I suspect that Law thinks that theists will try to deny the symmetry between these two cases. But that would be a mistake. The two situations strike me as symmetrical—I would just say that in neither case would we be justified in thinking that the probability is low. Just as a good Creator/Designer could have good reasons for permitting the suffering in the world, so an evil Creator/Designer could have malicious reasons for allowing the goods in the world, precisely for the reasons Law explains. My initial response, then, still holds: we’re just not in a position to make these kinds of probability judgements with any sort of confidence.

In our debate Law seemed flat-footed in the face of this response. He takes it as just obvious that an evil god would not permit the goods we see in the world—look at the rainbows, look at the children, etc.! But this is no better than the atheist who takes it to be just obvious that the suffering in the world would not be permitted by God—look at the tsunamis, look at the Holocaust, etc. This sort of response is basically an appeal to emotions and fails to grapple with the fact that a Creator/Designer of the world could well have sufficient reasons for permitting what he does.

I was gratified that other theists—like Steve Wykstra, Dan Howard-Snyder, and Mike Rea—who have specialized in the problem of evil share my assessment. Wykstra, for example, wrote:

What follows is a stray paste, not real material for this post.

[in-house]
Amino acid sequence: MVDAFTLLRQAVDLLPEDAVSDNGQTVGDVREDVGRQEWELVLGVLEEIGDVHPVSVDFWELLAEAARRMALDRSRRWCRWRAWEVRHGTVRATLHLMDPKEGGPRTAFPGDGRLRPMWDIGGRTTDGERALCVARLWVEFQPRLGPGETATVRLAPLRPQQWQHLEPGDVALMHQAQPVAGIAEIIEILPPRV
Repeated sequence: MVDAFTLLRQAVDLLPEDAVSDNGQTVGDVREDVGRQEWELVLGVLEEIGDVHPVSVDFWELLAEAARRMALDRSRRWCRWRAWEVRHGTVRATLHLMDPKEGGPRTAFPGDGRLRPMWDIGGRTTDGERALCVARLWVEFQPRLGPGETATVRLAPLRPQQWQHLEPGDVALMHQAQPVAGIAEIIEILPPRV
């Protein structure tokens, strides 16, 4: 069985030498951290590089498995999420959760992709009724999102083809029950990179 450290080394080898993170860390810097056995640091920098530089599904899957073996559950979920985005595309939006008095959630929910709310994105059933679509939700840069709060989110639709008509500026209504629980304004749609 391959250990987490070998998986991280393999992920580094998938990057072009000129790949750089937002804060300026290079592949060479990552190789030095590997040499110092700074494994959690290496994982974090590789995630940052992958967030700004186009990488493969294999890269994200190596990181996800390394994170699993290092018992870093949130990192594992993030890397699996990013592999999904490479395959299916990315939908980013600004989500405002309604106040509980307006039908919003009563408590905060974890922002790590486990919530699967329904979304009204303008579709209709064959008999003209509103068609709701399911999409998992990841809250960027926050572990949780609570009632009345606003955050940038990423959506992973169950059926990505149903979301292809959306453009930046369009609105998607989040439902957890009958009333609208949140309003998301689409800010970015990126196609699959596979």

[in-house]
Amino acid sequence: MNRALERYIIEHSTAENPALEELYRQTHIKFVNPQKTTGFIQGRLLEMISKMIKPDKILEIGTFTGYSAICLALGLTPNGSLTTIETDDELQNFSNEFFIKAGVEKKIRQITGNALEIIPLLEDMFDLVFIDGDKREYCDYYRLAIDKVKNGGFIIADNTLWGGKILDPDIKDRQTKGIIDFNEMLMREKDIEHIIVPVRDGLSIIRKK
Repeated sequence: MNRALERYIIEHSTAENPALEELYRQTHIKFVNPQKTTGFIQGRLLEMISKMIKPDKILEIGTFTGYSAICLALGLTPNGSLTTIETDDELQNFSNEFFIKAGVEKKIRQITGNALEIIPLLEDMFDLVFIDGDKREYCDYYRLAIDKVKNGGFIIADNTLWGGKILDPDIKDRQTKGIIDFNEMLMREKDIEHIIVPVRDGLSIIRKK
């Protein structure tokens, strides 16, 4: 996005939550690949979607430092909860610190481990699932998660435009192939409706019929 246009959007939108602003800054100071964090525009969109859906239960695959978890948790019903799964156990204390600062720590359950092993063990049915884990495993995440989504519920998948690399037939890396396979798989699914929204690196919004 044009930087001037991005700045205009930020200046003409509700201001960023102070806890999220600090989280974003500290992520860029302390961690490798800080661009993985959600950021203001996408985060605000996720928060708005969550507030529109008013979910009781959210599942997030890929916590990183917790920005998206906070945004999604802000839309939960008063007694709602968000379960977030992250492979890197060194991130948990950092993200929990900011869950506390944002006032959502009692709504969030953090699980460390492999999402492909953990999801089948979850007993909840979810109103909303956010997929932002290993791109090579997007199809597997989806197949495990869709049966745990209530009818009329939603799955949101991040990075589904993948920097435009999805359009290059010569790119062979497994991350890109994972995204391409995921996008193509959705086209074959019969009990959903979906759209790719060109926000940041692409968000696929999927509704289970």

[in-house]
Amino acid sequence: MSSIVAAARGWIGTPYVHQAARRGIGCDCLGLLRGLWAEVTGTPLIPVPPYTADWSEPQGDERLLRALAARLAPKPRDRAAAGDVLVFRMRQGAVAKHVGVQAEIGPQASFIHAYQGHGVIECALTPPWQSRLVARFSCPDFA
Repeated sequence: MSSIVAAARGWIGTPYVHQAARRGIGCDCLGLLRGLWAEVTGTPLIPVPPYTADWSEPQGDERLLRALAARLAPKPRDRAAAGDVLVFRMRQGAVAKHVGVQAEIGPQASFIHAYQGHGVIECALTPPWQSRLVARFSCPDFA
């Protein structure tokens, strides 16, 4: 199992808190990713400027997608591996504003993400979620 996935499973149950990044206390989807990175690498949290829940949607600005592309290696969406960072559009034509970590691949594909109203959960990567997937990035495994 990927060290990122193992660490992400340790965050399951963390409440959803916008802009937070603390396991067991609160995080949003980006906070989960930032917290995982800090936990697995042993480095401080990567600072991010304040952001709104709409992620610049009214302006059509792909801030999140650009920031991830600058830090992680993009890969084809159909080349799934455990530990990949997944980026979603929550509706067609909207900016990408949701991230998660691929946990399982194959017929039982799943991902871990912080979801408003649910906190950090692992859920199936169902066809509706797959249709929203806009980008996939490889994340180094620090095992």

any being (good or evil) big enough to make the heavens and the earth gives a high conditional probability that we'd regularly be unable to discern that being's ultimate purposes for many events around us. So our actual . . . inability to do so isn't strong evidence that those purposes (or that being) isn't there. . . . Just as the inscrutable evil in the world doesn't give much evidence that there's no totally good creator, so the inscrutable good in the world doesn't give much evidence that there's no totally evil Creator.viii

The point is that once you posit the existence of an evil Creator/Designer of the cosmos, all bets are off.

One final note: I talked earlier about reasons to think that the Creator/Designer of the universe is good. Suppose we concede for the sake of argument that an evil Creator/Designer exists. Since this being is evil, that implies that he fails to discharge his moral obligations. But where do those come from? How can this evil god have duties to perform which he is violating? Who forbids him to do the wrong things that he does? Immediately, we see that such an evil being cannot be supreme: there must be a being who is even higher than this evil god and is the source of the moral obligations which he chooses to flout, a being which is absolute goodness Himself. In other words, if Law’s evil god exists, then God exists.


i Michael Bergmann and Jeffrey E. Brower, “The God of Eth and the God of Earth, “ Think, (Winter 2007), pp. 36-7.

ii Ibid., p. 38.

iii Stephen Law, “The evil-god challenge,” Religious Studies 46 (2010): 365.

iv Stephen Law, Humanism: A Very Short Introduction (Oxford: Oxford University Press, 2011), p. 76.

v Ibid.

vi Ibid.

vii Peter Millican, “The Devil’s Advocate,” Cogito 3 (1989): 193-207.

viii Stephen Wykstra, personal communication, Sept. 8, 2011.